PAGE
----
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On the front line: ocean front metrics for understanding marine predator habitat use
On the front line: ocean front metrics for understanding marine predator habitat use
Submitted on 18 Feb 2014

Kylie L. Scales, Peter I. Miller, Stephen C. Votier, Simon N. Ingram, David W. Sims
Plymouth Marine Laboratory
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Poster Abstract
Oceanographic fronts are interfaces between water masses, manifesting at the surface as enhanced horizontal gradients in temperature, salinity, density, turbidity or colour. Bio-physical coupling along fronts can drive the formation of pelagic foraging hotspots. Several, taxonomically diverse marine predators are known to associate with fronts, yet understanding of these associations remains incomplete. Using novel remote sensing techniques coupled with animal tracking technologies, we aim to elucidate the influence of fronts as physical drivers of marine predator habitat use. Composite front mapping enables objective detection of mesoscale (10s – 100s kms) thermal and chlorophyll-a fronts (Miller, 2009). From composites, we can derive metrics that allow us to quantify associations and explore the effects of spatial scale and temporal persistence. Analyses have revealed that northern gannets Morus bassanus breeding in the Celtic Sea target search effort within spatially predictable, persistent frontal zones, but behavioural responses to contemporaneous fronts vary. Oceanic-foraging loggerhead turtles Caretta caretta from Cape Verde associate with mesoscale thermal fronts in the Northwest African upwelling, presumably foraging on aggregated prey. Composite front mapping can identify potentially critical at-sea habitats for marine predators, locating priority conservation areas in the open oceans.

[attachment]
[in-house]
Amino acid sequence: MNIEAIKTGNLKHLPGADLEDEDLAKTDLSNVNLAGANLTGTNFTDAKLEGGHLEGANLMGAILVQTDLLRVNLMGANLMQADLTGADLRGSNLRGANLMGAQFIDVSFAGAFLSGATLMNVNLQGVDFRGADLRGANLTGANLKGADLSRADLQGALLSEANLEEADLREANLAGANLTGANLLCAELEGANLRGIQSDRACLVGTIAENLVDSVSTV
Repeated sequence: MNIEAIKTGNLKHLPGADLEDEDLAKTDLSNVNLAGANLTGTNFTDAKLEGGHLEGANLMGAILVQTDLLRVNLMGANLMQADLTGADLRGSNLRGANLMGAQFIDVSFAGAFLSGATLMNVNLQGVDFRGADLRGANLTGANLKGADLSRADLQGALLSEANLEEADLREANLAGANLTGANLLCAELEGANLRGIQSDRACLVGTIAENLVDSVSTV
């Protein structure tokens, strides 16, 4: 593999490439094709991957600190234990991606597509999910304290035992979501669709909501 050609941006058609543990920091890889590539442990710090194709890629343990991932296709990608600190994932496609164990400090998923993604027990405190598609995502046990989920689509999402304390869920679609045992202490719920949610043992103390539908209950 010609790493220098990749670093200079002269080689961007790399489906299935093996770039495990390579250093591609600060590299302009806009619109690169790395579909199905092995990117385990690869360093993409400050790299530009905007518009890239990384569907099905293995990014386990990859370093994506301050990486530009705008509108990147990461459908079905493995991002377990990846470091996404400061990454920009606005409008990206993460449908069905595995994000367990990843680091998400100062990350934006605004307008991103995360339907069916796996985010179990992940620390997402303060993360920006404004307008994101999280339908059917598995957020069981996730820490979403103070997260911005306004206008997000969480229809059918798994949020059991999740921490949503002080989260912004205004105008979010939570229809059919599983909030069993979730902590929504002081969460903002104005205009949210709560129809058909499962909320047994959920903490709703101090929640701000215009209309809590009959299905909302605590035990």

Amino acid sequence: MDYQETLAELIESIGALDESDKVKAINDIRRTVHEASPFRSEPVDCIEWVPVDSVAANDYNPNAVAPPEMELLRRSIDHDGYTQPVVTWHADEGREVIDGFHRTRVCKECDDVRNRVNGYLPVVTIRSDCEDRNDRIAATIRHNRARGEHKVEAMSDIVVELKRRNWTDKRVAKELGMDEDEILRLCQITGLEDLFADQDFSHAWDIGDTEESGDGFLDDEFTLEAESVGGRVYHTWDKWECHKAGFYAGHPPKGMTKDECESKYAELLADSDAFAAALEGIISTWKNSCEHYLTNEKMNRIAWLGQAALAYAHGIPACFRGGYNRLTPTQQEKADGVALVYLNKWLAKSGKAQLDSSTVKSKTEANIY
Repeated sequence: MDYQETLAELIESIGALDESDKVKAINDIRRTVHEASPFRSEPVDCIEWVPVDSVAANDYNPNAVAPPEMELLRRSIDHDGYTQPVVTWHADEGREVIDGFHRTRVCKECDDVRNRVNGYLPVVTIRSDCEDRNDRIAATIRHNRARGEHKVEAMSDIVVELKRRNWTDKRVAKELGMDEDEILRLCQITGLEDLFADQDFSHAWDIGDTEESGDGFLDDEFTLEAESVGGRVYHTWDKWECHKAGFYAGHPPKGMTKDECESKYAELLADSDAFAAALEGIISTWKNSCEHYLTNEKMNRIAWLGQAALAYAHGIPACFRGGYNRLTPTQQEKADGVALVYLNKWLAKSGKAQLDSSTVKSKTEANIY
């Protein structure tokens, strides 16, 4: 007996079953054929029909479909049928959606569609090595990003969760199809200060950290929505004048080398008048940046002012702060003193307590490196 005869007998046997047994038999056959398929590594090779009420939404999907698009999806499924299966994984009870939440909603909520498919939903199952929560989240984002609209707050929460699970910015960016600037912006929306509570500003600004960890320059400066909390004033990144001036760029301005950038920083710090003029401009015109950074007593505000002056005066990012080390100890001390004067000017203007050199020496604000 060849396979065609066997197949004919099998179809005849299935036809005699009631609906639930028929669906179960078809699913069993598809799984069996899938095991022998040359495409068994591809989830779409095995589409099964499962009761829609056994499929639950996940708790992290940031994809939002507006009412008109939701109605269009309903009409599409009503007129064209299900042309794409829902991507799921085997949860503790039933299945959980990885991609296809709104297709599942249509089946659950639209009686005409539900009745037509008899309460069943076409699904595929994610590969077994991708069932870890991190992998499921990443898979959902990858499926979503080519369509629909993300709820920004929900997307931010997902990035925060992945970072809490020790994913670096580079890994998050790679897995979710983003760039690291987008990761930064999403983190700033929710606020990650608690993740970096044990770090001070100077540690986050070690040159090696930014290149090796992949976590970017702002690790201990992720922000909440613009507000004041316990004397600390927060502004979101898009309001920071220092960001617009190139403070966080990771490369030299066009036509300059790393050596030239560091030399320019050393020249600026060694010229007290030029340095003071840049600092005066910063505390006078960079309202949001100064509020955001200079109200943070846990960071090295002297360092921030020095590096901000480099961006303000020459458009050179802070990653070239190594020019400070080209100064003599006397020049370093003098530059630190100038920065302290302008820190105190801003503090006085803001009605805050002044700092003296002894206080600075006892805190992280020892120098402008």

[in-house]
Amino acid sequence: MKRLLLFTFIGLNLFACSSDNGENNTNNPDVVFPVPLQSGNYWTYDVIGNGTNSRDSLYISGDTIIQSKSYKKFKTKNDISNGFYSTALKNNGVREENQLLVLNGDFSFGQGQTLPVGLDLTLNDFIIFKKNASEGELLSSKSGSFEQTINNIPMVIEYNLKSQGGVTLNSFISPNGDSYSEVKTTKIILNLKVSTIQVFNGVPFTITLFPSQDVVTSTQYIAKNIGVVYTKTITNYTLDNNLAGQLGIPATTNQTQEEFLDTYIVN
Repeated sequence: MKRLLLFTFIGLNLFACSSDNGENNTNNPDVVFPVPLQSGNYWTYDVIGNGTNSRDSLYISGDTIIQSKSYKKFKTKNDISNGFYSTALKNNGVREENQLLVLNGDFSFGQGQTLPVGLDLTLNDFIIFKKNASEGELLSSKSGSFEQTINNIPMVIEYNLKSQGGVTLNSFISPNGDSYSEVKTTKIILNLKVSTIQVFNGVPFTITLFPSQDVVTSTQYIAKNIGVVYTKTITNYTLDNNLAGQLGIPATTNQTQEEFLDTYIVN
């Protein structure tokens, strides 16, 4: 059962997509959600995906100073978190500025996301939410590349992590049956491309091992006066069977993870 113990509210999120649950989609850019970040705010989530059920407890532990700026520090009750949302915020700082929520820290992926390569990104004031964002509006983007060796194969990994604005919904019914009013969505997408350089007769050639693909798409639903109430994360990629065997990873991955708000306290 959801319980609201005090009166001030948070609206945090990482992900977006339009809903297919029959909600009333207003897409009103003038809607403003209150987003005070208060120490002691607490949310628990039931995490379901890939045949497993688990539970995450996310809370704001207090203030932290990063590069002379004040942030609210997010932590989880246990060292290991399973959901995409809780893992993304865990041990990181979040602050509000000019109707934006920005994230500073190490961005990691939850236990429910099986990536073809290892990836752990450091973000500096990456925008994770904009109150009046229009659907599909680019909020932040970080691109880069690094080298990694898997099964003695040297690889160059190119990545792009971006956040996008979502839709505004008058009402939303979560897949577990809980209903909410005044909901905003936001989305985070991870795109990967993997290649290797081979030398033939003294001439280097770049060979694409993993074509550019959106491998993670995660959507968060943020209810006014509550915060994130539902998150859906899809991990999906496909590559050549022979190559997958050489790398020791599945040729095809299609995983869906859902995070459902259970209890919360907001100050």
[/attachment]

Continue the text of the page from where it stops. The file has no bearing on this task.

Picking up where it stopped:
Miller P. Composite front maps for improved visibility of dynamic sea-surface features on cloudy SeaWiFS and AVHRR data. Journal of Marine Systems. 2009;78(3):327-36.

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